Cultures and Innovation in Ancient Mesopotamia and Egypt – Assignment Example

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This paper "Cultures and Innovation in Ancient Mesopotamia and Egypt" is a perfect example of an assignment on history. Mesopotamia had three culture that existed between 3000 and 1600 B. C. These cultures were Sumeria, Akkadians, and Babylonians.   According to Matthews, Noble, & Platt (2014), the first cultured in Mesopotamia was Sumerian civilization. It is essential to understand that Sumerian civilization was predominant between 3000 and 2350 B. C. and comprised of about thirty cities. Summer had two most influential kings who strived to create a society rich with culture. The name of these two kings was Urukagina and Gilgamesh.

Some Sumerians regarded King Gilgamesh as a ruler of divine creation and mortal (Ancient Pages, 2016). Existing pieces of literature believed that King Gilgamesh was a renowned architect. For instance, the city walls of Uruk was one of his greatest architectural works. Nearly the end of Sumerian civilization, King Urukagina ascended to power (Matthews, Noble, & Platt, 2014). One of the greatest achievement of King Urukagina in Sumerian culture is how he revived the failing economy of Sumerian.       Even though King Urukagina Improved the failing economy of Sumerian, his successor failed to perpetuate his legalize.

As a result, the second cultured called Akkadians emerged. This culture existed between 2350 and 2000 B. C. It is worthwhile noting that Akkadian culture incorporated some of the elements of Sumerian civilization. The ruler of Akkadians was Sargon. He reign lasted from 2334 to 2279 B. C. Sargon changed the name of Sumer to Agade, which was the most authoritative city in the world. However, Akkadia failed because his successor was unable to maintain it. Babylonia was the last culture, which came to rise after the downfall of Akkadia.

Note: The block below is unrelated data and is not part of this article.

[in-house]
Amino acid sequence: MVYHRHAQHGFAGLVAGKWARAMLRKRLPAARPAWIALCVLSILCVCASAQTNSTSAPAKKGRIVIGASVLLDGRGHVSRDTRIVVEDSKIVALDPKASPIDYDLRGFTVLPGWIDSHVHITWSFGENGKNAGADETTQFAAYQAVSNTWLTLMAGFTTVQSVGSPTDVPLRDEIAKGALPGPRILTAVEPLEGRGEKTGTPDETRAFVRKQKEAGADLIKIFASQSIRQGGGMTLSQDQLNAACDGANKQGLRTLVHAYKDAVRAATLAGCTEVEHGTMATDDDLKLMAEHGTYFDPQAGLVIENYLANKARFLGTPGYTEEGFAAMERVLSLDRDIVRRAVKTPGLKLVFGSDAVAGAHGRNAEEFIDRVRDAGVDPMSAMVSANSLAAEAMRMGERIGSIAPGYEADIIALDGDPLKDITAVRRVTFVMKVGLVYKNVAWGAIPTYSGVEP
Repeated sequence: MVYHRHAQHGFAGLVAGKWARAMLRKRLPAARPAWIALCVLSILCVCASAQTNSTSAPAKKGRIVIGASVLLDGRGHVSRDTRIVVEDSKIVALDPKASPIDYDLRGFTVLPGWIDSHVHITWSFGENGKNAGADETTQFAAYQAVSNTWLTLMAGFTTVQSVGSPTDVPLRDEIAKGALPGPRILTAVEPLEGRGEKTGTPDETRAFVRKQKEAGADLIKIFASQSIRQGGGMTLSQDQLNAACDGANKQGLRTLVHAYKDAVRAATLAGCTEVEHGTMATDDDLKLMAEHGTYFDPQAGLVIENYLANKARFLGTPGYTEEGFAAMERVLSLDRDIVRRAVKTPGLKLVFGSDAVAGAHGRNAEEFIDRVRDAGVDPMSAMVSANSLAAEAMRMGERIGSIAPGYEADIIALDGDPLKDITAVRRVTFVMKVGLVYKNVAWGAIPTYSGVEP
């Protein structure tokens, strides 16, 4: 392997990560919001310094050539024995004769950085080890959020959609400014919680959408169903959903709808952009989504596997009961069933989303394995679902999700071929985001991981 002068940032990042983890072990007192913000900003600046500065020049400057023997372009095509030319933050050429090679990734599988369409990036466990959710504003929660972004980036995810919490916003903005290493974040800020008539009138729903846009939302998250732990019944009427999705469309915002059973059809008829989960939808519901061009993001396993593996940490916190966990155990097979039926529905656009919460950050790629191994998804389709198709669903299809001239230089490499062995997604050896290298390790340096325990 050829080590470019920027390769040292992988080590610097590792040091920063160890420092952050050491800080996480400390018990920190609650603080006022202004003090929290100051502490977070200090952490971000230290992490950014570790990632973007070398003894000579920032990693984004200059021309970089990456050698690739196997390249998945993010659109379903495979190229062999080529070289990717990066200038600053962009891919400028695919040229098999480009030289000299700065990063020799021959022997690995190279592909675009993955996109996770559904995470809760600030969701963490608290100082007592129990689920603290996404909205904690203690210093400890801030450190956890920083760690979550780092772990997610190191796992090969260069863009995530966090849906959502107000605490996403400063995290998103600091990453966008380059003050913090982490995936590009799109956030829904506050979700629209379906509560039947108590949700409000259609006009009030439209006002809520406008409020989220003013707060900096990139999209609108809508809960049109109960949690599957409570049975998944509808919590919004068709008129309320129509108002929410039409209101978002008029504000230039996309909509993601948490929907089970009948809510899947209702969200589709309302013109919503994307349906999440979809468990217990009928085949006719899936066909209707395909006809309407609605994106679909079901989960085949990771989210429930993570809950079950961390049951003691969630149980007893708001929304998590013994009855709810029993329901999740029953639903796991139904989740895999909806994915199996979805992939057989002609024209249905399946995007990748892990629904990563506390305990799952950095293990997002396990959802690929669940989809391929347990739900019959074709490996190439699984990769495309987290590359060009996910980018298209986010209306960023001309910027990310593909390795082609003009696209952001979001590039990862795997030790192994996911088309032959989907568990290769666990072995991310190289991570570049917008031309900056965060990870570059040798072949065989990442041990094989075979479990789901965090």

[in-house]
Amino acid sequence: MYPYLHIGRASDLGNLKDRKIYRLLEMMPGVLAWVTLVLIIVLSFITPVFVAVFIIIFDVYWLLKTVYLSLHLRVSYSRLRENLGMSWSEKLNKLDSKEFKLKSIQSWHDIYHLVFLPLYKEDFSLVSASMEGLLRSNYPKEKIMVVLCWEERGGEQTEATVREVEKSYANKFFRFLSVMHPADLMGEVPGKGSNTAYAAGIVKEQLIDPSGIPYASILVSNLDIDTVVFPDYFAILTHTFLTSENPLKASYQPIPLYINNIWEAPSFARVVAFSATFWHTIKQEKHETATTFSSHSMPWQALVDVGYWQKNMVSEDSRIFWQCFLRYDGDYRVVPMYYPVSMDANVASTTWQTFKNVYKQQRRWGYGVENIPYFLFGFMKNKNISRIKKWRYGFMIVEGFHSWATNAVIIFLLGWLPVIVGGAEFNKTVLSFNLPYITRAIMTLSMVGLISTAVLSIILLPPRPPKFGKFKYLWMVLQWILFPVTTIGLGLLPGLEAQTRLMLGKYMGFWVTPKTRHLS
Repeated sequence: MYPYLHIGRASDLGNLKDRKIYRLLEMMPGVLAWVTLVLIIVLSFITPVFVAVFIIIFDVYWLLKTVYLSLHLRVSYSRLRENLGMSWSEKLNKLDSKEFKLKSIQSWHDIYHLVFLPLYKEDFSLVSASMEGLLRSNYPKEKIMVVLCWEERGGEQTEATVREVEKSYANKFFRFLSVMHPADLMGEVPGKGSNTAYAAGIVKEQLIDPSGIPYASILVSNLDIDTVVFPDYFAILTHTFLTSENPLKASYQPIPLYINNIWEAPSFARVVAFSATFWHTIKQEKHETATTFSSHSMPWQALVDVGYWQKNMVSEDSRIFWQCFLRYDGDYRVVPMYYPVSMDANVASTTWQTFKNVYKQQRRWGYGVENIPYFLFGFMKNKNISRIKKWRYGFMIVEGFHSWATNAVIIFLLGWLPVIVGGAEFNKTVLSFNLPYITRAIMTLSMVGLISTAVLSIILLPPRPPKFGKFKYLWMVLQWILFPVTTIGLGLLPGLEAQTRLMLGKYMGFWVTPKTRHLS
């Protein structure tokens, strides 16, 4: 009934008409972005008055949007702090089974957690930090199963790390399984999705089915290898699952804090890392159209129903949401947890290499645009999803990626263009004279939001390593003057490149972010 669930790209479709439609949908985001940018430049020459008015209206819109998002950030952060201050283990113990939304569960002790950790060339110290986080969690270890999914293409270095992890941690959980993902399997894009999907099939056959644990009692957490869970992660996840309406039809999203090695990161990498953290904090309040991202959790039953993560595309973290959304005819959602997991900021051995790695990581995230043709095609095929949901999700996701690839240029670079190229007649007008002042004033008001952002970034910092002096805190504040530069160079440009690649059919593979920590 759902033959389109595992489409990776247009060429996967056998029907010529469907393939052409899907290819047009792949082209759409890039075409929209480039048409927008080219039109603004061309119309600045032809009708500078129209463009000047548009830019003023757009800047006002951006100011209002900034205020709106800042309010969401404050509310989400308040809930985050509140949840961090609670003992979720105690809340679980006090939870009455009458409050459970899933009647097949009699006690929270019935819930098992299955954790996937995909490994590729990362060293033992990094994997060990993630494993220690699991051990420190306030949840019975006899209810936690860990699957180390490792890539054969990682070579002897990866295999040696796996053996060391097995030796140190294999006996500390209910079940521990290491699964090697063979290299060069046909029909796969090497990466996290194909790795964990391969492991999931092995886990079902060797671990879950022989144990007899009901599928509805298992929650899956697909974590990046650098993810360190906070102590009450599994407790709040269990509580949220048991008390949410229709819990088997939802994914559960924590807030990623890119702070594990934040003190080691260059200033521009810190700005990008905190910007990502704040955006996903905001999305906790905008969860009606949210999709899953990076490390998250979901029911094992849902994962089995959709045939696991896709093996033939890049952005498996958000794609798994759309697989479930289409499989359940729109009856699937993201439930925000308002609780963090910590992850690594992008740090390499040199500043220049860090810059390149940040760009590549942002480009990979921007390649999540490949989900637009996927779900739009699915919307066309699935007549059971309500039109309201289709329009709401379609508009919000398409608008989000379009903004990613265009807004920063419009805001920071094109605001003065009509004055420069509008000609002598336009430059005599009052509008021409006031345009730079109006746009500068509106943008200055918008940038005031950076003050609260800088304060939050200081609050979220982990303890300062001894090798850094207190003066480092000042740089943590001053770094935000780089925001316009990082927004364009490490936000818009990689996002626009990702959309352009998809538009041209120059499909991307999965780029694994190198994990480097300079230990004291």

Babylonia was similar to Sumerian civilization because it has an urban aspect. However, the basis of civilization in Babylonian was agriculture. The Babylonian culture existed between 2000 B. C. and 1600 B. C. The leader of Babylonians was Hammurabi. From 1792 to 1750, Hammurabi formulated legal codes, fines, and punishment for infractions. Lastly, He expanded the Babylonian city-state by uniting the entire southern Mesopotamia. 2. Discuss three innovations that came about during the Bronze Age (3000-1200 B. C.) in Mesopotamia and EgyptAdvancement in technology, civilization, and the beginning of writing was the key aspect associated with the Bronze Age.

It is essential to understand that only Mesopotamia and Egypt experienced a bronze age because both copper and tin were available, people were able to receive new technology and artefacts through trade, and mining and smelting took place (Bannerjee, 2017). The first innovation that occurs in Mesopotamia and Egypt during the Bronze Age was construction methods (Matthews, Noble & Platt, 2014). For instance, the paramount building style in Mesopotamia is using dried bricks in constructions.